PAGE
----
On this end I put the gas-out (to the engine) fitting.

The inside of the container with the gas-out fitting. I made a splash guard from a plastic pill container: I mounted the lid over the brass fitting protruding into the reservoir and boppa'd it vas with a disting fitting.

The modified pill container clipped onto it's lid.

The inside of the reservoir with all the fittings now mounted. The reservoir will be mounted in this upright position. I ran silicon all round the edge of the facing surface and screwed the lid on.

I saw that there was a leak from the bottom fitting of the sight tube. I stripped it and epoxied it back in place.

I also epoxied the top fitting for justin.

Tomorrow I will see how I can now mount the reservoir with the dry cell and what I need to do to mount it with the wet cell if I swap-over.

20 April 2011

I tried to mount the new reservoir above the dry cell, in the place of the previous "fridge bottle" reservoir - and it's not working. It all sits awkwardly and when I filled the reservoir and cell with ordinary tap water to see if there were any leaks, I found water leaking from a small crack in the lid of the reservoir. I used Pratley's to seal it.

A view from the inside.

I will have to build a purpose-made frame to hold the dry cell and the reservoir. I want to make it multifunctional so that I can inter-change the dry cell with the wet cell. Not ideal as the more I fiddle with the epoxied fittings on the dry cell the greater the chance that one of these will loosen and leak. I don't have much choice at the moment as I lack the funds to do it properly.

24 April 2011

Today was a great day, I finally met Sean who is building my PWM for me. He certainly knows electronics and I had a hard time keeping up with him. With Sean's PWM it is also possible to dial up the frequency desired. He has based the frequency range that can be selected on the information that Zero (from Zero Fossil Fuels) bases his PWM on. Sean has incorporated a LCD which will display the frequency, the amperage, and also the temperature of the electrolyte. To me this last innovation is a big bonus!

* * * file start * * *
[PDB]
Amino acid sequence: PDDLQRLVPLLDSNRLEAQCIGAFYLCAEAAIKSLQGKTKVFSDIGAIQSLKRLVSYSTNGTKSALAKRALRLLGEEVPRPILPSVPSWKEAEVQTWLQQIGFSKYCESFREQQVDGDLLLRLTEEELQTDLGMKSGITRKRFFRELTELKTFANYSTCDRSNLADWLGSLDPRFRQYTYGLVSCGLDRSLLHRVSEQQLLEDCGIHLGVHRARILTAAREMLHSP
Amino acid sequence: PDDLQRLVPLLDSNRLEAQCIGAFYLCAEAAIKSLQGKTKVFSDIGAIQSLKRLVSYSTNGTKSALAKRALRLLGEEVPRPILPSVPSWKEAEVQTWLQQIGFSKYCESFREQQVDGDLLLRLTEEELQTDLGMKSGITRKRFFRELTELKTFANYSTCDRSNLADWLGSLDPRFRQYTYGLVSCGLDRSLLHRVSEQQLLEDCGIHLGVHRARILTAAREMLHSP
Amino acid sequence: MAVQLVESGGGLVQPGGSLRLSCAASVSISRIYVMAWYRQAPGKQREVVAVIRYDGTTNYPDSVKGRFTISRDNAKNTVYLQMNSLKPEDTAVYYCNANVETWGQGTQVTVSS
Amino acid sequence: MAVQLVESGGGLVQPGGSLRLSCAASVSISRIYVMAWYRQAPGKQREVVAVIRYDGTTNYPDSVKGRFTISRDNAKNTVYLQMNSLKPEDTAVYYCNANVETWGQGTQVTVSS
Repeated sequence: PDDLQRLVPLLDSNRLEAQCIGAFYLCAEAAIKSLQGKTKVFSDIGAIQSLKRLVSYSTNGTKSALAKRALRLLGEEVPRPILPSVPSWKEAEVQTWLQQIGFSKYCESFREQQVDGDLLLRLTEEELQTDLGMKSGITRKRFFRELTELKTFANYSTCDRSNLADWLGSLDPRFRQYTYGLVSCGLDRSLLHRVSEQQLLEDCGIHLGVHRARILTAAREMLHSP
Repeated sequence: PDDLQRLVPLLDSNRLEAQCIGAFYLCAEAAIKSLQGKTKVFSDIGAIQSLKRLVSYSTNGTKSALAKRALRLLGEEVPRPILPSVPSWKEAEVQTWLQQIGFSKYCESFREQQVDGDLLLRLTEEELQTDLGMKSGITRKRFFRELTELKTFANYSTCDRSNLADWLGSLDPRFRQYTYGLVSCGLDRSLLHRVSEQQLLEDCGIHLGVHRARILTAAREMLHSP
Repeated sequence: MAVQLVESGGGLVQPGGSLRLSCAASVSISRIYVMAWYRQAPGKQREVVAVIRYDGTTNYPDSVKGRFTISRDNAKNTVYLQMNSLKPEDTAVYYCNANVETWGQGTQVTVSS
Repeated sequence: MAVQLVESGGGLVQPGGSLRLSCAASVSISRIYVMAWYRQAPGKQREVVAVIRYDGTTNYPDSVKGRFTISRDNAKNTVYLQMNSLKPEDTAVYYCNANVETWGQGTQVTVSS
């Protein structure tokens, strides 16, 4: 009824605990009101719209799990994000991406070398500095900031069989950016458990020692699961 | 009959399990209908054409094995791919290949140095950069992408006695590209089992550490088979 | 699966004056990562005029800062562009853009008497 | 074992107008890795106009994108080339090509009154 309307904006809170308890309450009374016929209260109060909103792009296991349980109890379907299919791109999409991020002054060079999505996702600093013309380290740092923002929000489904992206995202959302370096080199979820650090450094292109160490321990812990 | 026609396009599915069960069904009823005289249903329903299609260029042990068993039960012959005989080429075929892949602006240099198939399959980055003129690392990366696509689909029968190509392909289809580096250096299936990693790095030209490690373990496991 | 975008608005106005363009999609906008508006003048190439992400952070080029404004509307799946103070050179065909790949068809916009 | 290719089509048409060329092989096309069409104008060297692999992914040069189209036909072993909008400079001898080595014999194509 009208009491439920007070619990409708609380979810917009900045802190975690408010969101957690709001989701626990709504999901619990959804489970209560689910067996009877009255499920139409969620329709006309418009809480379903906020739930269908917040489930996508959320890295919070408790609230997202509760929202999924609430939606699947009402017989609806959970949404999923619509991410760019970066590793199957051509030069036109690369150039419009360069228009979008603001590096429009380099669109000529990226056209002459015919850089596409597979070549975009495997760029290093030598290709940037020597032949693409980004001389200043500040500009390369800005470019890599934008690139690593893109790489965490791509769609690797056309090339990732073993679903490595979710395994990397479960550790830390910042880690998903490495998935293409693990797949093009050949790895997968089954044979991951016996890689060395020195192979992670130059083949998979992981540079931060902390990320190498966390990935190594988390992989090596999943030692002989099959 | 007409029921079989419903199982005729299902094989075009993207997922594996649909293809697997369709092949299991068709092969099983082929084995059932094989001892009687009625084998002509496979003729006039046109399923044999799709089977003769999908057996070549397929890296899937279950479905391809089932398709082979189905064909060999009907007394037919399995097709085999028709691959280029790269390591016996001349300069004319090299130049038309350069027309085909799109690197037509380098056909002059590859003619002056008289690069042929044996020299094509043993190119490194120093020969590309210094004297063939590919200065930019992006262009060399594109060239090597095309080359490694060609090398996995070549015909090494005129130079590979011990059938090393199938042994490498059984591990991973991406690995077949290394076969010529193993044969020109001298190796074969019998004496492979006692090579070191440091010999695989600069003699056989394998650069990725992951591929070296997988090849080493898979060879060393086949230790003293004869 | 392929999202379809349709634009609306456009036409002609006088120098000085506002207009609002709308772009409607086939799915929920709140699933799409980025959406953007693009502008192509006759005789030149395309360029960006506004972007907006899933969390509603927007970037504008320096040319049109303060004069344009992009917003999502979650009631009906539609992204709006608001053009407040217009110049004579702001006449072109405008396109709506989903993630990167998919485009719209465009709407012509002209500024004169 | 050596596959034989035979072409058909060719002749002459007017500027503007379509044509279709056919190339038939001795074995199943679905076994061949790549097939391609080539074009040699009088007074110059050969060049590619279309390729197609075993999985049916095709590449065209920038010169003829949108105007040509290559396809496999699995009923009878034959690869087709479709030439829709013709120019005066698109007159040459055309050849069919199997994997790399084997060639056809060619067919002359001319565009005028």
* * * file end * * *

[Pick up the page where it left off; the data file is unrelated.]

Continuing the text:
We briefly rigged-up my previous cell (the wet cell) to demonstrate to Sean how the system is set-up for my car. With this information he is now going to complete the PWM. Hopefully it will only be a few days and then he'll have it ready. With the test the amount of electrolyte that I mixed in drew 26A when the engine was running. I didn't have any means to measure the gas output, but judging from the stream of bubbles it wasn't too bad. At the time I said to Sean that it was in the region of 800 - 900ml/minute. Thinking back now I recon in was probably somewhat more, and definitely higher than 1l/minute.

The wet cell holds 2,5L of electrolyte (at this level the plate connections are not submerged) and my thinking now is that with the PWM I will no longer need a reservoir for circulating or storing additional electrolyte. This would certainly cancel out a lot of problems!

I measured the fuel consumption on the trip up here, including the journey today to get to Sean's house (about 45 minutes x 2 return highway driving from where we are staying with our daughter). The first leg of the journey from Port Shepstone to Harrismith was bad, the consumption being only 10,2km/l. The second leg which included today's trip was better at 13,8km/, but nowhere near what I usually get, Why? I think it may have something to do with the major service that I took my car in for just before we came here.